Whether you’re training for strength, muscle, speed or endurance, there comes a point where you hit a plateau in your performance.
Your training routine is simply no longer able to challenge your body enough.
The good news is that no matter what type of exercise you’re doing, there’s always a way to increase the intensity. Whether you’re in a CrossFit gym fighting for your life during a Wod, on the stadium doing splits or on the hills during a hike, a weighted vest can be the perfect solution to take your workout to the next level!
With its military feel, the weighted vest can turn any activity into resistance training and is not just for bodybuilders: any athlete can benefit from it.
We’ll look at how wearing a weighted vest is beneficial, how to use it specifically, and most importantly, what to look for when buying one.
What is a weighted vest?
The weighted vest is part of the additional loads, which allow you to train by increasing your body weight in an artificial way. The added weight makes the cardiovascular system and all the muscles work more intensely. By increasing the resistance necessary for the execution of movements, it forces the body to provide a greater effort during each action.
The objective is simple: to increase the difficulty and push one’s limits. If the weighted vest is useful in bodybuilding or street workout (on pull-ups, dips or push-ups, …), it is also widely used in Crossfit and Cross Training to increase the intensity of its workouts (called WOD for Work Of the Day) which link pull-ups, burpees, box jumps, squats, running and many other movements. The weighted vest is also increasingly used for running.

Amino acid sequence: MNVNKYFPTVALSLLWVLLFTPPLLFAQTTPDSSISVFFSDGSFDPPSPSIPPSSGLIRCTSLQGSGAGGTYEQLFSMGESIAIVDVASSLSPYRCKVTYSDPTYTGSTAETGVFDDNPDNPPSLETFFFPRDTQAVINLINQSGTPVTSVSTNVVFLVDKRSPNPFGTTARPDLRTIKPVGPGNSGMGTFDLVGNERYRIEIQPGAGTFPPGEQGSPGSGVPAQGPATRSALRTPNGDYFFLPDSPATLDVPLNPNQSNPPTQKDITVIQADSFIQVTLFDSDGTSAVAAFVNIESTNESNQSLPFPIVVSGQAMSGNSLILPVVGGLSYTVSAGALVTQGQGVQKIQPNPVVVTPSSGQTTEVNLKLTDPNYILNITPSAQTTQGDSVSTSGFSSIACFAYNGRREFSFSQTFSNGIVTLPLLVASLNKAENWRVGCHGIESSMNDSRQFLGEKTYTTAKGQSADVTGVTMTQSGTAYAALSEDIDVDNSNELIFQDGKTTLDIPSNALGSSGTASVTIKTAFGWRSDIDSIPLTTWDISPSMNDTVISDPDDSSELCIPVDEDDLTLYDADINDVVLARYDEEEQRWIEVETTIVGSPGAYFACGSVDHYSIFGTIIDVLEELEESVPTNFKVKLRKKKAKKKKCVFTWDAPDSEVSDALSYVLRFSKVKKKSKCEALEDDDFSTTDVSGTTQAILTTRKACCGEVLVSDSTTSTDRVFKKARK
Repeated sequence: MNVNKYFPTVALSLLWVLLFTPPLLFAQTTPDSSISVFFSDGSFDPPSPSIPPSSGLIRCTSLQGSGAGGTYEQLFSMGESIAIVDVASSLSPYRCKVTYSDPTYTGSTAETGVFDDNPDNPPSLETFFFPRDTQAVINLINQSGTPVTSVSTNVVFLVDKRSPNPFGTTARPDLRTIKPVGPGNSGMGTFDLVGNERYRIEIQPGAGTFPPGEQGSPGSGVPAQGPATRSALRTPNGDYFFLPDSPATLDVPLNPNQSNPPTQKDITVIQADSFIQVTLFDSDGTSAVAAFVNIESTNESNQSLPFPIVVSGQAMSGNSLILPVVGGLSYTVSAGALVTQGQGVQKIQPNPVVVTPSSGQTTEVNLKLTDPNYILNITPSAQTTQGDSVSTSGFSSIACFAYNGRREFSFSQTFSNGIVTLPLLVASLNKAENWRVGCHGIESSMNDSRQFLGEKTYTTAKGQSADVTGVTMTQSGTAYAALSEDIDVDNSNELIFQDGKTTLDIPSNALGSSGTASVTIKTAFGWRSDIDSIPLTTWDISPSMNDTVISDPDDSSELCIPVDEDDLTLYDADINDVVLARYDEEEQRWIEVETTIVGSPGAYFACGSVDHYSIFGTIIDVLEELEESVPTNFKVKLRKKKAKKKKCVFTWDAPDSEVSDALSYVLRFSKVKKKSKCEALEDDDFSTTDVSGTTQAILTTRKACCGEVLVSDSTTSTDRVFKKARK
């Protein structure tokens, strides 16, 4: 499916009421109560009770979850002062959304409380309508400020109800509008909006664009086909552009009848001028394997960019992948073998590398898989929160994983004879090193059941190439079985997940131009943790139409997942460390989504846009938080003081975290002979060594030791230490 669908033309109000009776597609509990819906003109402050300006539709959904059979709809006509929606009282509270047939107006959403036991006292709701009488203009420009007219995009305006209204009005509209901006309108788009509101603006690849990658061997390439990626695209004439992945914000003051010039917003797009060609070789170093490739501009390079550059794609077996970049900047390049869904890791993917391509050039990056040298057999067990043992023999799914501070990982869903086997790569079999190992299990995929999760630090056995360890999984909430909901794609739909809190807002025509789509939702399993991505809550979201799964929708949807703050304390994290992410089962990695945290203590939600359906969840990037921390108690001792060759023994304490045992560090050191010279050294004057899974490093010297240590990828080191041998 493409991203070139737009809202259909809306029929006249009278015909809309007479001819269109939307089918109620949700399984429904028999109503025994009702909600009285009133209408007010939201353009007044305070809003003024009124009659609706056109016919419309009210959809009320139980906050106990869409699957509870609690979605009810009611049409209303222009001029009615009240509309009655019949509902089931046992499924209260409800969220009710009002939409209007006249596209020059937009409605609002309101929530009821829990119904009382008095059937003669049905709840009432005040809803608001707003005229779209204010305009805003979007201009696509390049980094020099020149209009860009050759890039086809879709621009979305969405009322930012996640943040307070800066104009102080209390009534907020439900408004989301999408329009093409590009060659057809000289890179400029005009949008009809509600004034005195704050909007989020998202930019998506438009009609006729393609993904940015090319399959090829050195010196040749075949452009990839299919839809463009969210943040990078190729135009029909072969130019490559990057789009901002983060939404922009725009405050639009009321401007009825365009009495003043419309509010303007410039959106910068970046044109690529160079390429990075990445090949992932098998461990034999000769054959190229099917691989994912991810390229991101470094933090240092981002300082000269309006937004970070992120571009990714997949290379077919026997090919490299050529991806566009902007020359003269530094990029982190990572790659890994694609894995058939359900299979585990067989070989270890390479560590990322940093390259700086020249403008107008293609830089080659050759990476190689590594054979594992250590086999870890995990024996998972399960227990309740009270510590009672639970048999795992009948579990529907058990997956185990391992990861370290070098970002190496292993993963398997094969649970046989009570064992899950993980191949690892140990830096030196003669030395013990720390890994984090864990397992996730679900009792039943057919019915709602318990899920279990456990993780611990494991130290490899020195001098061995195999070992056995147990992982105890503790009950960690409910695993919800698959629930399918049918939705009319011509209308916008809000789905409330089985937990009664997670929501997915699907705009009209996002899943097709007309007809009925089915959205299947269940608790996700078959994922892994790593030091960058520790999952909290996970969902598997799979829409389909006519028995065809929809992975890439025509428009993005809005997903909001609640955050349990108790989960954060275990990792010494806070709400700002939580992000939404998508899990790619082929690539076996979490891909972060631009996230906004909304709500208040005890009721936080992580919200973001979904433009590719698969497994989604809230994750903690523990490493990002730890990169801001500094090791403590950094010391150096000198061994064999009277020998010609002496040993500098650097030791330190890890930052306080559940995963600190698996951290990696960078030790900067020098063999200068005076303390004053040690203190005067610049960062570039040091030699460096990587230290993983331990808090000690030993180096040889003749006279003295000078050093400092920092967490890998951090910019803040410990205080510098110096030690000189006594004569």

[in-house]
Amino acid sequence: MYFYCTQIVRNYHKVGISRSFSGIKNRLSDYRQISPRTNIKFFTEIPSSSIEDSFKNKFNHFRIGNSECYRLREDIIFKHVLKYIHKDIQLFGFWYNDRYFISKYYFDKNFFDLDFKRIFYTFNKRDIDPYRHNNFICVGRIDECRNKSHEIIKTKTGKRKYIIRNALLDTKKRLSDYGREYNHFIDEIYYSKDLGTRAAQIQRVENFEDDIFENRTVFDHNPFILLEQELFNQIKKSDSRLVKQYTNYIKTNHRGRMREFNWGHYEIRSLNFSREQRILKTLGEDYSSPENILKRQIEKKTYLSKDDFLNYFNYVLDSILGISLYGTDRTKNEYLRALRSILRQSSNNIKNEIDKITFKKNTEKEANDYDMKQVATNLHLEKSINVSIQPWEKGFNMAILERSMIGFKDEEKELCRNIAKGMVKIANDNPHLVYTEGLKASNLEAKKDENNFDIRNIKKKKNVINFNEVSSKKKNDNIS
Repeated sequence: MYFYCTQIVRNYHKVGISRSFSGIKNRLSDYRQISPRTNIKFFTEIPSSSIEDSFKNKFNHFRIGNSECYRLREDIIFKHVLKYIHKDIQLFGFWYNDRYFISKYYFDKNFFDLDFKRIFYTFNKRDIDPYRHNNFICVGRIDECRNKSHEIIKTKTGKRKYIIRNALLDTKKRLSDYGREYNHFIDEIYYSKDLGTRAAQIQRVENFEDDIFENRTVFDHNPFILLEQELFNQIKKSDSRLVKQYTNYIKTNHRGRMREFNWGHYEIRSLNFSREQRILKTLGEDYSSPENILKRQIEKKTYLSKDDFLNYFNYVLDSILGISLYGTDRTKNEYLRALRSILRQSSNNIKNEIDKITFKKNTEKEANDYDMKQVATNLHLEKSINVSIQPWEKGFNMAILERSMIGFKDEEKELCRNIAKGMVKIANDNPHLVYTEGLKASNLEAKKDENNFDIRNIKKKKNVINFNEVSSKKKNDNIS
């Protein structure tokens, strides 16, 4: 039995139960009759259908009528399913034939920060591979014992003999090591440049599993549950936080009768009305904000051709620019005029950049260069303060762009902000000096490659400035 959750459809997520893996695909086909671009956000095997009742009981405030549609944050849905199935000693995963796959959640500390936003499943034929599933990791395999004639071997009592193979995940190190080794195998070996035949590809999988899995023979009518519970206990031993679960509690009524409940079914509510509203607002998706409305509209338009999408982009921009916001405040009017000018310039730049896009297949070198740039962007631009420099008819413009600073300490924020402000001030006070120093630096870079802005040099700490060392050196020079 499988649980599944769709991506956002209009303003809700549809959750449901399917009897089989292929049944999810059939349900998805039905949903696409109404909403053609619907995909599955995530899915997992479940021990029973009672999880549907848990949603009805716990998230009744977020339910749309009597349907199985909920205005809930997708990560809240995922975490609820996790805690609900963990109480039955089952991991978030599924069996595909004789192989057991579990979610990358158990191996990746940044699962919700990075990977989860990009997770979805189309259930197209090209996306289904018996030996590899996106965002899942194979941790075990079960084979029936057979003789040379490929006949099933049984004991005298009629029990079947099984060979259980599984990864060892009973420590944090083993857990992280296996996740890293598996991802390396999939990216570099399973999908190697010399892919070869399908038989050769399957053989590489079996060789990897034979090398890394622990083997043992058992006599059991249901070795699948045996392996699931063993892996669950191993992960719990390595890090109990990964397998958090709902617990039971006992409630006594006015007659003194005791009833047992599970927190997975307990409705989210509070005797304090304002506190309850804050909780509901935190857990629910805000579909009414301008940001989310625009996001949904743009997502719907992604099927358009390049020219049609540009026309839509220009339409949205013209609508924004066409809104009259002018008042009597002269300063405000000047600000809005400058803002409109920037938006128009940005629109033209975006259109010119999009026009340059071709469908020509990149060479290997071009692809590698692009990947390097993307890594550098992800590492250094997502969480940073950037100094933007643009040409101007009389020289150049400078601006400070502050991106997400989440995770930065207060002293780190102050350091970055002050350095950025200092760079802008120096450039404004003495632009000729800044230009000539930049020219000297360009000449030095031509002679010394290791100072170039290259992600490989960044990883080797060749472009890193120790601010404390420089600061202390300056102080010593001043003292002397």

Why train with a weighted vest?
This equipment is relatively expensive, so the first question that comes to mind is: “why a vest rather than regular weights?
Contrary to a kettlebell, a dumbbell or a sand bag, the vest leaves the hands free, which enables a great amplitude of movement (ideal to work in plyometry).
As for its other advantages, we can note that the vest can :
- Be used for a good warm-up and could play favorably on sprint performance
- Increase bone density and help prevent osteoporosis
- Increase metabolic outputs, relative exercise intensity and skeletal system load during walking
- Provide a good training method that can improve sports performance
- Increase the intensity of cardiovascular exercise resulting in more calories burned
Moreover, according to a study conducted in the United States, the weighted vest has the merit of being relatively safe, even for untrained people (study conducted with a maximum overload of 5%). It is indeed unlikely to be injured while wearing a vest, since the overload is placed at the level of the torso, the center of your body, where it is used to store weight.
The advantages of a weighted vest in training
A weighted vest is an efficient way to add weight or resistance during physical exercise. It is widely used by the military for example.
It is one of the main accessories to have if you want to continue to progress and develop your muscle mass with body weight exercises. In fact, when you have been training with bodyweight for a while, bodybuilding exercises become “easy” and this is the best way to increase the difficulty.
1- Increase strength and muscle resistance
This makes the most sense. Using a weighted vest during your bodyweight exercises is going to ask your muscles to mobilize more strength and energy. This is the exact same principle when you increase the weight on the machine.
2- Increase your body’s efficiency
Using a weighted vest during training serves to make your body more efficient, which means that it will require less effort from you to perform physical activities. This is not only because your level of endurance will improve over time but also because your muscles and joints will get stronger.
3- Improve your cardiovascular system